The Buffalo mother whose 2-½-year-old son died Tuesday said she doesn't believe her boyfriend intended to kill her child.
Keona Owens, 22, told The Buffalo News her boyfriend, Bashar Hall, loved her son like he was his own.
Investigators believe Xavion Hazzard was shaken and beaten prior to his death, Erie County District Attorney John J. Flynn said.
Hall, 23, was charged with first-degree manslaughter and was being held on $500,000 bail Wednesday afternoon in the Erie County Holding Center. He was arrested Tuesday night at Buffalo Police Headquarters.
"Neither of them deserve this," Owens said.
Police and firefighters were called to the family's home on Weaver Street in the city's Kaisertown neighborhood about 2:40 p.m. Tuesday after someone inside the home called 911, Flynn said. Communications over Buffalo Fire Department radio indicate authorities were called to the home on a rescue call for cardiac arrest. A dispatcher told Engine 35 there was a 2-year-old child who was not breathing, according to archives of the radio transmissions posted on broadcastify.com.
Neighbors told The News firefighters worked to resuscitate the child at the scene. Emergency responders took the boy to Oishei Children's Hospital, where he was pronounced dead, according to police.
Hazzard was not Hall's son, but Owens and Hall have two daughters together, a 1-year-old and a 2-month-old. They all lived together in the Weaver Street apartment.
Owens, who said she and Hall were planning to get married, said she forgives him and called him "a good person."
"I completely forgive him," she said. "I forgive him. I do. And I want him to know that I don't hate him."
Investigators were awaiting autopsy results as of Wednesday morning. Once the investigation is completed, Hall may end up facing a murder charge, depending on what is found, Flynn said.
Hall was charged with manslaughter under a "recklessness standard" in the law, which allows such a charge if a person who is at least 18 years old engages in reckless conduct that causes the death of a victim younger than 11, the county's chief prosecutor said.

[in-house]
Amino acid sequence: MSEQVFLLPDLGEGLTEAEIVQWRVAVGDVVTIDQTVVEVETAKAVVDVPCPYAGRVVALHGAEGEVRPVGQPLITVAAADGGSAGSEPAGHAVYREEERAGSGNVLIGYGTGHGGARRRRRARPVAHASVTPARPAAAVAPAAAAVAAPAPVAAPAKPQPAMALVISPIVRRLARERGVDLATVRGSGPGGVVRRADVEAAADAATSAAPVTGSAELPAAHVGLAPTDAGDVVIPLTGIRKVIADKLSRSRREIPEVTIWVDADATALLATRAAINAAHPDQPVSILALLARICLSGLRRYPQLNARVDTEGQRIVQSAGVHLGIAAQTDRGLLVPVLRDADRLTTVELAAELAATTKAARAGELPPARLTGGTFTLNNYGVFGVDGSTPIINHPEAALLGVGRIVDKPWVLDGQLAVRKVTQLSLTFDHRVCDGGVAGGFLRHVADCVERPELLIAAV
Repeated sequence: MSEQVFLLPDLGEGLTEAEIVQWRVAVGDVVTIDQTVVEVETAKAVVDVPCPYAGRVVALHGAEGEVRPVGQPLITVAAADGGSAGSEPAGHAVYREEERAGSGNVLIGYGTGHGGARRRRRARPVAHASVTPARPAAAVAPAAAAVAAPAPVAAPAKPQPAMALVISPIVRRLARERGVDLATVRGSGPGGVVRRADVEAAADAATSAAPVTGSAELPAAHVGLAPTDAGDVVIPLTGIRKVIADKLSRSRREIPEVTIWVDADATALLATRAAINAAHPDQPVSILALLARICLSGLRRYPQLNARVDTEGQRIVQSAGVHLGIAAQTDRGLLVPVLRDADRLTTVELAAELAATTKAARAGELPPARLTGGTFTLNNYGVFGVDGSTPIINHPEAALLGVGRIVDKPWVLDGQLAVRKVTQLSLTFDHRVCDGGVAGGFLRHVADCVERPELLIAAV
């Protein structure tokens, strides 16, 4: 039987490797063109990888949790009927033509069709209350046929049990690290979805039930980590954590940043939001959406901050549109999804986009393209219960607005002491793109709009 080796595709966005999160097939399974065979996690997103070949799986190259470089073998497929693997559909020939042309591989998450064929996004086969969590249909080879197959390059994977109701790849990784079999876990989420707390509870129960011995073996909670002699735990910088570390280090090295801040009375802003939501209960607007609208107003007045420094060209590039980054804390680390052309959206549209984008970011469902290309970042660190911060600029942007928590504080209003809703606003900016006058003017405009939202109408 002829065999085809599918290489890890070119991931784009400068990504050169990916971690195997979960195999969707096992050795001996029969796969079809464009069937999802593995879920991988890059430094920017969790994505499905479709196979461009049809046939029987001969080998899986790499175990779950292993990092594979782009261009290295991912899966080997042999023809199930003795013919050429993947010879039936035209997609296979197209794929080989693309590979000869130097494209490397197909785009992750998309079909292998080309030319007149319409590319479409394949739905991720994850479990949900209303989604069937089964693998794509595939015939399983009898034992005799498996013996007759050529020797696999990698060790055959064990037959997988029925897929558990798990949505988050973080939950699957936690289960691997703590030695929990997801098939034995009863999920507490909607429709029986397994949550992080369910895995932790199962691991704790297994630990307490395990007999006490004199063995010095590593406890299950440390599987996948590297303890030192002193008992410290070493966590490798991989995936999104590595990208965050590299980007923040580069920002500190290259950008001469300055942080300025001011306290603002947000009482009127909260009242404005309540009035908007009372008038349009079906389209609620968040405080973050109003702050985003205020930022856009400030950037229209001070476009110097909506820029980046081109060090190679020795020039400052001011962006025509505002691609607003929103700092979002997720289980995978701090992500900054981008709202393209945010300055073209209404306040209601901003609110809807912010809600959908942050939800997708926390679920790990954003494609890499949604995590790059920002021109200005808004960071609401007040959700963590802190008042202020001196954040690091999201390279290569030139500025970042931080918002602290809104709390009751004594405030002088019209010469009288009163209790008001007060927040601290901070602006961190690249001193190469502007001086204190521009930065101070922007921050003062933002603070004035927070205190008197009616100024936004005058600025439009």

At this point in the investigation, it appears prosecutors may have a hard time proving that Hall meant to kill the boy, Flynn said.
"I have no indication that he intended to kill this child," he said.
Flynn said the manslaughter charge does not mean that Hall cannot be charged with murder; Flynn is looking at the possibility of a murder charge based on whether the defendant showed a "depraved indifference" to human life.
Owens described her son as a happy, smart child who could be goofy and who had a beautiful smile and laugh. He had a good imagination and he loved playing with cars. Mother and son shared a Jan. 1 birthday.
"This was his favorite truck," Owens said inside her apartment while holding up a yellow and orange toy dump truck with blue wheels.
Both adults and all three children were inside the apartment when police were called. Owens declined to talk about what happened there that led to the arrival of authorities, but defended Hall, who she said loved Xavion.
"He was a great father and he was a great boyfriend to me," she said. "He loves his family, all of us. He told us we were the ones who keep him going."
Hall was in Xavion's life since he was 4 months old. The couple has been together about two years.
At first, Hall was uncomfortable doing things with Xavion, like changing his diaper, because he wasn't his child and even though he knew how to, she said. But Owens said her son "fell in love" with Hall and saw him as a father.
"I know he loved Xavion," she said of Hall. "His family knows he loved Xavion."
Owens said she knew Hall when they were both elementary school students at Highgate Heights in Buffalo, where they both attended third and fourth grades together. But Hall left in fifth grade, and they hadn't been in touch for years. She said Hall was her "little grammar school boyfriend," and that his name always "stuck" with her.
They reconnected when she looked him up on Facebook. She told him she had a baby and he told her that wasn't a problem for him.
Owens said while some might see her as defending the man accused of killing her son, she says she's not. She is defending both of them, she said, the two men in her life. She said Hall needs to be strong for her and their daughters.
"I know he didn't mean any harm," she said. "I know he didn't want to do it."